Doing some clean up in the garden this month will give you a head start on gardening this spring. Here are a few tips for putting your garden to bed.

LAWNS

  • Mow one last time at a height of two inches.
  • Keep watering your lawn until the ground freezes, particularly if we have a dry fall.
  • Clear leaves and debris, and compost everything except diseased matter and Black Walnut tree clippings.
  • Veggies and herbs

    • Cut down and clear out everything, except perennials.
    • Add fresh compost and turn into the soil.
  • Annuals

    • Remove plants from pots and put healthy ones into a compost pile. Discard any that have had a problem with disease or insects.
    • Remove any plant tags from the ground.
    • Fall is the only time to plant spring-blooming bulbs, like tulips, daffodils and hyacinths.
  • Perennials

    • Let foliage yellow completely.
    • Divide crowded plants or transplant to a new location.
    • Cut down most perennials to the ground, a couple inches for ones like hardy hibiscus and you may want to leave sedum and grasses up for great winter interest.
    • Pull annual bulbs after the first frost and store for winter or simply discard.
    • Plant hardy bulbs and perennials for Spring color. Be sure to use bulb-tone for bulbs and Bio-tone for all plants when planting.
    • Mulch with cypress, cedar, hardwood or pine bark or cocoa shell to provide soil nutrients through the winter.
    • Maintain soil moisture by continuing to water until the ground freezes.

LANDSCAPE – SHRUBS & TREES

  • It’s best to cut all deadwood before leaves fall, to avoid accidentally cutting down healthy limbs.
  • Plant new shrubs and trees before the ground freezes. Be sure to use Bio-tone and soil conditioner for all plants when planting.
  • Stake anything that is newly planted or not stable.
  • Use tree wrap on trees to protect from winter sun and prevent animal damage.
  • Mulch with cypress, cedar, hardwood or pine bark or cocoa shell to provide soil nutrients through the winter.
  • Maintain soil moisture by continuing to water until the ground freezes, especially any first-year plantings even if they were planted in the spring.

ROSES

  • Fall Care (do not prune any roses until you are sure the bush is dormant); this may be as late as December.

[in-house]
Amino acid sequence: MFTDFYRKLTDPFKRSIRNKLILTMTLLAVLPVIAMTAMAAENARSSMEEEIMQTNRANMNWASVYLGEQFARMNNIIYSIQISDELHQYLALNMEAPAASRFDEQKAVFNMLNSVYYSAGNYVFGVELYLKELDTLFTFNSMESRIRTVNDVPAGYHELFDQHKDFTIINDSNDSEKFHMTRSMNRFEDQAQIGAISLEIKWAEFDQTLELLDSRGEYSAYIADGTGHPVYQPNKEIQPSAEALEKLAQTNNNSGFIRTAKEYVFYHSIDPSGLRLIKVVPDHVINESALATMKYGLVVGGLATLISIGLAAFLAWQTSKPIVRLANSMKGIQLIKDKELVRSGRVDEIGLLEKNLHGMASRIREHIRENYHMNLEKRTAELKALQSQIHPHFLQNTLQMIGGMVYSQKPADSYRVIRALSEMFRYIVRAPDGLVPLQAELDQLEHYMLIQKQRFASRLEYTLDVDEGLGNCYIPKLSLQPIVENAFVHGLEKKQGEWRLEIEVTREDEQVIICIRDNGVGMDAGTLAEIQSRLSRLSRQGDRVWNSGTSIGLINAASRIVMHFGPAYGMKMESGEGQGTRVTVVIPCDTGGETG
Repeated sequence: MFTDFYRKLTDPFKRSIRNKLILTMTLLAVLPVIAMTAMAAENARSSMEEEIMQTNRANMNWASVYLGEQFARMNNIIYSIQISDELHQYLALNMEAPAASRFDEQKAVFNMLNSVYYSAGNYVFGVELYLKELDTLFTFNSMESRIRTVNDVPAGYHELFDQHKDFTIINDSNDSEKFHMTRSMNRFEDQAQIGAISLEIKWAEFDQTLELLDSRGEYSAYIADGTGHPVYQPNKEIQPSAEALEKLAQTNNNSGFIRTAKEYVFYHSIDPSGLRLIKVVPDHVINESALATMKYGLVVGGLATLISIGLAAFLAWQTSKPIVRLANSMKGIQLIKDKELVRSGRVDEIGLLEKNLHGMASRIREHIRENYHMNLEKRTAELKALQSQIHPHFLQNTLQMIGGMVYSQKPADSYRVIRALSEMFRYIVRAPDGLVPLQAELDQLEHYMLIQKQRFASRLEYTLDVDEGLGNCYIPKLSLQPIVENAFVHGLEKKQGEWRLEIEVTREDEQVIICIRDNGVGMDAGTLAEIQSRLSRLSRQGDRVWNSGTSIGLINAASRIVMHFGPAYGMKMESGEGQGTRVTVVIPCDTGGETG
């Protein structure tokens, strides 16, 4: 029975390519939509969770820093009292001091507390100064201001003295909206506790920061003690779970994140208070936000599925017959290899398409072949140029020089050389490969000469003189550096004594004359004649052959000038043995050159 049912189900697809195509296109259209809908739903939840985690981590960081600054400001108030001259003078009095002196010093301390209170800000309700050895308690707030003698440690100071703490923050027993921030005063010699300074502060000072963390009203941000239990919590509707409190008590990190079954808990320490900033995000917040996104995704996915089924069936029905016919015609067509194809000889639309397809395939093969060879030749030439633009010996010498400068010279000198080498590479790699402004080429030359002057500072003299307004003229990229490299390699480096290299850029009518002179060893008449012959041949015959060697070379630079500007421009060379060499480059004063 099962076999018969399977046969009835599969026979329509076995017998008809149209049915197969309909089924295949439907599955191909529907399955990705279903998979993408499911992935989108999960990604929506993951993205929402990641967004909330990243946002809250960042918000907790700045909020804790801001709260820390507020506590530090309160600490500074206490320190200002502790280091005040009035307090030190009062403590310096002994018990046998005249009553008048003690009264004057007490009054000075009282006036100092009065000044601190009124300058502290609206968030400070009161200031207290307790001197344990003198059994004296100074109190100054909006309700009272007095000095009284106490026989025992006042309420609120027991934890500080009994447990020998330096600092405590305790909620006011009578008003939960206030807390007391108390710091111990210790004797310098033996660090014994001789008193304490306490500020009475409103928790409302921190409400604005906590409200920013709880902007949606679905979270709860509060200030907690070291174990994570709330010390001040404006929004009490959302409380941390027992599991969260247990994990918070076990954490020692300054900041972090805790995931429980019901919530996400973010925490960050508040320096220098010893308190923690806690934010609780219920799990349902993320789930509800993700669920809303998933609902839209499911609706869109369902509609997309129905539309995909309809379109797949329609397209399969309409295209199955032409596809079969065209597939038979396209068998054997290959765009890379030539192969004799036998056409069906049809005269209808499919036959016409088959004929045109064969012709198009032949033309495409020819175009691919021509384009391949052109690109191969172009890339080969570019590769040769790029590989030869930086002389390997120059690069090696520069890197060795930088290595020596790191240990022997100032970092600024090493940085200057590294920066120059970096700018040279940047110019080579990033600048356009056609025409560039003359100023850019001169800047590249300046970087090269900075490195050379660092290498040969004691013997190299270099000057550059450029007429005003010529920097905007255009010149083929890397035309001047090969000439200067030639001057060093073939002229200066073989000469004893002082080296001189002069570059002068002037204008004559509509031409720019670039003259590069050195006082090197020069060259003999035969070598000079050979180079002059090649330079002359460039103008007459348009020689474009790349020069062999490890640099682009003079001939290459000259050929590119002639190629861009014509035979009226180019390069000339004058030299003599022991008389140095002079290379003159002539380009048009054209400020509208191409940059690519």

• Maintain soil moisture by continuing to water until the ground freezes.
    • Remove any diseased foliage from around the plant.
    • Continue to treat for fungus and disease.
    • Stop applying any fertilizer that contains a high amount of nitrogen.
    • Apply Alaska Mor Bloom or a 0-10-10 in mid-October or later.
  • Winter Protection for Roses (should not begin until after two to three hard frosts — about mid to late November)

    • Cut back garden roses to about 8-10inches tall and cover with a rose cone.
    • For climbing roses, thin out all but the 3 or 4 strongest canes but don’t cut those down in height, place a rose collar around the base or crown of the rose and fill with mulch to protect through the winter.
    • For shrub roses, prune to half the height of the bush if you want them to be large or prune down to fit in a rose cone if you want to keep them smaller every year.

SOIL

  • Amend with organics:

    • Clay – mix soil conditioner with existing soil or
    • Sand – add peat, black topsoil, and compost.
  • Cut out new beds and get the soil ready for spring planting. Roto-till, add topsoil and organic matter to create nutrient-rich soil that is ready for Spring.


ODDS and ENDS

  • Start planning Christmas decorating. Decide your holiday theme and color scheme.
  • Determine which trees and focal points you’re going to light for the holidays.
  • Keep a journal of planting success and learning opportunities.
  • Clean ALL garden tools and pots before storing.
  • Continue to fill bird feeders and keep them clean. Food will get harder to find as temperatures drop.
  • Winterize water features by removing pumps and cover to prevent water from collecting.
  • Dream about next year’s garden.
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